The Jewish Floridian of greater Ft. Lauderdale

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Material Information

Title:
The Jewish Floridian of greater Ft. Lauderdale
Portion of title:
Jewish Floridian
Physical Description:
v. : ill. ;
Language:
English
Publisher:
Fred K. Shochet.
Place of Publication:
Miami, Fla

Subjects

Subjects / Keywords:
Jewish newspapers -- Florida   ( lcsh )
Newspapers -- Fort Lauderdale (Fla.)   ( lcsh )
Newspapers -- Broward County (Fla.)   ( lcsh )
Genre:
newspaper   ( sobekcm )
newspaper   ( marcgt )
Spatial Coverage:
United States -- Florida -- Broward -- Ft. Lauderdale

Notes

Dates or Sequential Designation:
Vol. 3, no. 7 (Apr. 5, 1974)-
Numbering Peculiarities:
Issue for Jan. 9, 1976 called v.4, no. 27 but constitutes v.5, no. 1; issue for July 7, 1989 called v.18, no. 11 but constitutes v.18, no. 13.

Record Information

Source Institution:
University of Florida
Rights Management:
All applicable rights reserved by the source institution and holding location.
Resource Identifier:
oclc - 44570954
lccn - sn 00229545
ocm44570954
System ID:
AA00014312:00162

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Preceded by:
Jewish Floridian of North Broward


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Full Text
10
4*Jewish Florid la ri
Volume 9 Number 11
OF GREATER FORT LAUDERDALE
______Fort Lauderdale, Florida Friday, May 23,1980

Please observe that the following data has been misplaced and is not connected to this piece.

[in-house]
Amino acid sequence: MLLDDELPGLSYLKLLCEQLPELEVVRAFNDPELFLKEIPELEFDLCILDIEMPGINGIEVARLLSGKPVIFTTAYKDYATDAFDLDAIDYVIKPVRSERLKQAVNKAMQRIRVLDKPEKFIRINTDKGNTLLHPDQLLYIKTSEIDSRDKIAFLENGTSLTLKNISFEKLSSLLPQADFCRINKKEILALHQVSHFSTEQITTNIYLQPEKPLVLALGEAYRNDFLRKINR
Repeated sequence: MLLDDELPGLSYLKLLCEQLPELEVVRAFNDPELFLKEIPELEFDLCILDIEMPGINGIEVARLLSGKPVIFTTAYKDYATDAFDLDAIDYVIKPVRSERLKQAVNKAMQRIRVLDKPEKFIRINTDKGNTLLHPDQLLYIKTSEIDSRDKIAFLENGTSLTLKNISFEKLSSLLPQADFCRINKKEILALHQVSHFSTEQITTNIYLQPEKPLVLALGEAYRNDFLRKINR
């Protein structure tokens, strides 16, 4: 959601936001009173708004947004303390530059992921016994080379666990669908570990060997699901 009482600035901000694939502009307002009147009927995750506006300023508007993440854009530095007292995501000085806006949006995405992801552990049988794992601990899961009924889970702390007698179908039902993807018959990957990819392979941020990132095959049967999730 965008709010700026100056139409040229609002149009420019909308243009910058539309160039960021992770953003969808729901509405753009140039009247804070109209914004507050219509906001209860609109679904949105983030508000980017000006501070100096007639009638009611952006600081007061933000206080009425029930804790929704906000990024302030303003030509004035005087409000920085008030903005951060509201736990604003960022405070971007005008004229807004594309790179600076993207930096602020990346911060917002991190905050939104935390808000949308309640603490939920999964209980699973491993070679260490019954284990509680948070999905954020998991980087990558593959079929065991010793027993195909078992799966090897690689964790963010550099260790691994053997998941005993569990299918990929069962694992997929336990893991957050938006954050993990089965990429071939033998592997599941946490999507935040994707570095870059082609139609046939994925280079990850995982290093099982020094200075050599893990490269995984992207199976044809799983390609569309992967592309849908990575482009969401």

FriOShocnet
Price 35 Cent9
U.N. Security Council Says, 'Return West Bank Leaders'
UNITED NATIONS (JTA) The Security
Council adopted a resolution May 8 calling on Israel to
allow the return of three Palestinian leaders it expelled
from the occupied West Bank of the Jordan River.
The United States abstained and the resolution was
approved 14-0. The other Western members of the 15-
nation council Britain, France, Portugal and Norway
voted for the resolution along with China, the Soviet
i Union, East Germany, Tunisia, Niger, Zambia, Bang-
ladesh, the Philippines. Mexico and Jamaica.
The resolution says the council calls on Israel "to
rescind these illegal measures and to facilitate the im-
mediate return of the expelled Palestinian leaders so
that they can resume the functions for which they were
elected and appointed."
It asks UN Secretary-General Kurt Waldheim "to
report upon the implementation of this resolution."
U.S. Ambassador William vanden Heuvel noted that
the resolution did not refer to the action that prompted
i he expulsions the Palestinian guerrilla killing of six
I sraelis in Hebron the night before.
'We are dealing here with a tragic cycle of
violence iii
one violent act begets another,"
Vanden Heuvel said.
"We deeply regret that the resolution does not refer
to the killing in Hebron of six Israelis and the wounding
of 17 others. We condemn this wanton act of violence at
Hebron, and the Palestine Liberation Organization's
responsibility for it," he said.
Earlier on May 8 Arab countries revised the
resolution to get it more votes in the council, a Western
diplomat said privately. They deleted a reference to an
earlier resolution criticizing Israel and a provision that
would have had the council "deplore" Israeli expulsion
of the three Palestinian leaders, the diplomat said.
Two weeks earlier the UN Security Council voted 12-
0 to adopt a resolution deploring acts of violence but
only Israel was singled out for blame. The U.S. ab-
stained from voting.
Speaking directly after the vote. Israel's Ambas-
sador to the UN Yehuda Blum declared that the
resolution and the Security Council's debate which led
up to it were "marked by a striking lack of balance and
also by selective conscience."
Privately. Israeli sources expressed "surprise" that
t he U.S. had only abstained in what they felt was a one-
sided resolution singling out Israel for censure. They
pointed out that the resolution failed to mention the